Drunk Stoned Brilliant Dead: The Story of the National Lampoon
In the ‘70s and into the ‘80s I never missed an issue of the National Lampoon. I had a complete run from the first issue until at some point it just seemed to run out of steam, stopped being very funny. I wish I still had them. But in its heyday there was nothing funnier, nothing edgier, nothing more outrageous. Absolutely nothing was out of bounds. Nothing was too obscene, vulgar, or sophomoric (a put-down word that I embrace). There is simply no equivalent today. About the smartest humor around these days is The Onion, which I love, but it is pretty safe and staid compared to the Natlamp. This the tale of how it got started, how it rose to dominate the field of printed humor, and how it all came apart.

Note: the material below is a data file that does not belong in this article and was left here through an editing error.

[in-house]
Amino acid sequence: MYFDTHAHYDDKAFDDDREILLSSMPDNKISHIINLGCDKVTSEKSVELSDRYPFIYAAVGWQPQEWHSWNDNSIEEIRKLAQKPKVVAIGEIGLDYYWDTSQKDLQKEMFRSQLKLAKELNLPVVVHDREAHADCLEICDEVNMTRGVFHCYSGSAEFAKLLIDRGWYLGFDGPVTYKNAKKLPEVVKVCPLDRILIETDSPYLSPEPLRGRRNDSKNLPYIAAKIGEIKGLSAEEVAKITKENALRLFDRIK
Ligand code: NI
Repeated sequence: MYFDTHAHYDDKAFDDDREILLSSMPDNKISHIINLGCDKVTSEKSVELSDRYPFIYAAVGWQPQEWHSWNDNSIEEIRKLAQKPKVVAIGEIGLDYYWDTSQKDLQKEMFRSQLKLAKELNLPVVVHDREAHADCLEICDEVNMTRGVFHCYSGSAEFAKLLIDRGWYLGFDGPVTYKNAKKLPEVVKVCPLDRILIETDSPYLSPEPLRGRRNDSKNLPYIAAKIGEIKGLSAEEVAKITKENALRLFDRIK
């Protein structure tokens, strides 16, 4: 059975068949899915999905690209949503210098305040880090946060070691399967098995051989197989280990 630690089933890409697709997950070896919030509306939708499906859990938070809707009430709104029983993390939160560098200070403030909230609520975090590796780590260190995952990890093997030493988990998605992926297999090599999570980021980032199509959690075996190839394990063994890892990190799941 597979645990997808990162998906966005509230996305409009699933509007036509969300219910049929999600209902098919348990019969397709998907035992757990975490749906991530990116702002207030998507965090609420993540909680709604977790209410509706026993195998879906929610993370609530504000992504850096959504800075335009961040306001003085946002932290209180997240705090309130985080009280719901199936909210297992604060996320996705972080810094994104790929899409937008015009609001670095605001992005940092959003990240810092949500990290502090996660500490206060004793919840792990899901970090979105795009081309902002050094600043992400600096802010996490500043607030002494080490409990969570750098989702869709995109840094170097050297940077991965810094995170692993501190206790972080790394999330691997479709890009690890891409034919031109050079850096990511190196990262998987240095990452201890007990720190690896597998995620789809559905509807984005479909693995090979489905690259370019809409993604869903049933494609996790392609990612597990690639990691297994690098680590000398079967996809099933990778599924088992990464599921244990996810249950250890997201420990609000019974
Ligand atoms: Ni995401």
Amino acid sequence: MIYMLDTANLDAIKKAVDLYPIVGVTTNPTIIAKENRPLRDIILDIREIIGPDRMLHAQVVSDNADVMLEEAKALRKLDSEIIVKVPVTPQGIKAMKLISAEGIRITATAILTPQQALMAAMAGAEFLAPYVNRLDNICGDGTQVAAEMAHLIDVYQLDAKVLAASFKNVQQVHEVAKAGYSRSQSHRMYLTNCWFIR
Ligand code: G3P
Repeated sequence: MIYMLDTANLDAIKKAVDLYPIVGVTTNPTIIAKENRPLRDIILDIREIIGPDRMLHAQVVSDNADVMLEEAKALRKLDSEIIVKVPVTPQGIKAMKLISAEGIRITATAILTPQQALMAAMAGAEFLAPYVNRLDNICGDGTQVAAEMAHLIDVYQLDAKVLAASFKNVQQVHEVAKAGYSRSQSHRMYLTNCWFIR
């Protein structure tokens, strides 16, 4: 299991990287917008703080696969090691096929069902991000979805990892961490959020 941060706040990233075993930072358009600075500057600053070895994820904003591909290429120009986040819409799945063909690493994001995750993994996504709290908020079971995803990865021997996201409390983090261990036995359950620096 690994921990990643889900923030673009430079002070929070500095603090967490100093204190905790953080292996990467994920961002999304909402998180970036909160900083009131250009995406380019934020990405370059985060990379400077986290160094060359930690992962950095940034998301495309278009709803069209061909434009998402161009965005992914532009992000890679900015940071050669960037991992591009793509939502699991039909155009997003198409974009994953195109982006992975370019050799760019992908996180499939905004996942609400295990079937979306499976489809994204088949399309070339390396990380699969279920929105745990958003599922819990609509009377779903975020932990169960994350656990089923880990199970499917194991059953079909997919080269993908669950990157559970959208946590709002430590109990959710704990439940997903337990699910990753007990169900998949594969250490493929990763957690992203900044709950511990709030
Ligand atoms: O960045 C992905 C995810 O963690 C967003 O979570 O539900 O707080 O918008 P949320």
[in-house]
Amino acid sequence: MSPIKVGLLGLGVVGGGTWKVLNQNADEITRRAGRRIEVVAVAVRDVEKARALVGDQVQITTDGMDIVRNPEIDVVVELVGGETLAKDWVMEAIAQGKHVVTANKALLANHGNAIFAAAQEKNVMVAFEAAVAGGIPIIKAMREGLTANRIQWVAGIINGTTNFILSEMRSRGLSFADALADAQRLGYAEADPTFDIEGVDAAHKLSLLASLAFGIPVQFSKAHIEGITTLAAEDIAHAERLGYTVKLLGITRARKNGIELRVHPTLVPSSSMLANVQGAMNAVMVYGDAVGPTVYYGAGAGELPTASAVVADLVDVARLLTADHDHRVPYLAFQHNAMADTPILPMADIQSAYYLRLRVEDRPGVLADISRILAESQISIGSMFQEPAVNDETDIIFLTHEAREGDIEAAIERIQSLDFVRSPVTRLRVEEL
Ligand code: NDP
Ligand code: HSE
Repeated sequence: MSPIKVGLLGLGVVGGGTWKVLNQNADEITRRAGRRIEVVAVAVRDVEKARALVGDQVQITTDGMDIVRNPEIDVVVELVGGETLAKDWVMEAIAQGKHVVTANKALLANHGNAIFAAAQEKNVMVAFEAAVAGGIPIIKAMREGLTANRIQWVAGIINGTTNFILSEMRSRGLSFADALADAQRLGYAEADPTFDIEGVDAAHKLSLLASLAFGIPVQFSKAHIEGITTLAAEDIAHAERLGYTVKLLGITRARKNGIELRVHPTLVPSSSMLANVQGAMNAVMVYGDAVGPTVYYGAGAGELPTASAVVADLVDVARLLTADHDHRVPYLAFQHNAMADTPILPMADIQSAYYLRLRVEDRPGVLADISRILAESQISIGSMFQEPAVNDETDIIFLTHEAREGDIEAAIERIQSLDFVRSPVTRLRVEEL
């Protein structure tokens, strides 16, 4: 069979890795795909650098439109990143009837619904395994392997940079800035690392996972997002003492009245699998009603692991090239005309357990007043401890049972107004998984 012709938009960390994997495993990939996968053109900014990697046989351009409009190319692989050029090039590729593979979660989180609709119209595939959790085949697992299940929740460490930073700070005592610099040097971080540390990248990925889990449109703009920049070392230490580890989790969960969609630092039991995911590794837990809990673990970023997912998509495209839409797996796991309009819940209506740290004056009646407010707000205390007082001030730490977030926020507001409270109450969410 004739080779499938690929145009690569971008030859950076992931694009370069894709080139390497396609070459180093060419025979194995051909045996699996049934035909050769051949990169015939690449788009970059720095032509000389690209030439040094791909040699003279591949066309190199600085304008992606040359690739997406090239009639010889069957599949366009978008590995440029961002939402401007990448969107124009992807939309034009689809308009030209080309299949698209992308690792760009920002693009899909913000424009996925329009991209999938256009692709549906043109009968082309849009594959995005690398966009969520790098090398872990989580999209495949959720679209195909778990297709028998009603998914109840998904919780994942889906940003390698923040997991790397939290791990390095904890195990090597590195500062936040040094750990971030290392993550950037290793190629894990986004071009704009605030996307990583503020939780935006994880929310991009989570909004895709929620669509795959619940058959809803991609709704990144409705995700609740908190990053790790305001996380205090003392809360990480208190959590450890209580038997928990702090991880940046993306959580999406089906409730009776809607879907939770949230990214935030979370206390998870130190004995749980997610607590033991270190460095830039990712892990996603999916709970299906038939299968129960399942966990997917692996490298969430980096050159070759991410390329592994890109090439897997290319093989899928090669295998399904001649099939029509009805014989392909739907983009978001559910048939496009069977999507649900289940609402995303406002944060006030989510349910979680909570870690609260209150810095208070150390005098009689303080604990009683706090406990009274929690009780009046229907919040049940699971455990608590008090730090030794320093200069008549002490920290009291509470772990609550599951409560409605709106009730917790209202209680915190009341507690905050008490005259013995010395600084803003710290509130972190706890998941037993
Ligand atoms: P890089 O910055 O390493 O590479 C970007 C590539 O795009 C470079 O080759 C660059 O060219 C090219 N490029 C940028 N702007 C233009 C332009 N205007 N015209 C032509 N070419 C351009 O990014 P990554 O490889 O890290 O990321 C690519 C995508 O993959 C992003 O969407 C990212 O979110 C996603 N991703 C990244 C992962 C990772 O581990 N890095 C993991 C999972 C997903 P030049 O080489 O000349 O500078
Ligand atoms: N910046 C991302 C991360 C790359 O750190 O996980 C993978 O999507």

Much of the most amazing stuff was written by Doug Kenney, who either killed himself or slipped and fell into the Grand Canyon of Kauai in 1980. The other main comic genius was Henry Beard, with characters like Tony Hendra, John Hughes, Christopher Guest, the brilliant artist Bruce McCall, and Michael O’Donoghue in the bull pen. The movie tells of the rise, and the fall, when Saturday Night Live came along and siphoned off their best talent. There is a lot of original artwork that is very well done. My only gripe is that most of it stays on the screen for only a second or two, but I understand that if they didn’t keep the pace up like that the flick would have run four hours. I wish I had the time to take another look and pause it from time to time. I thoroughly enjoyed this.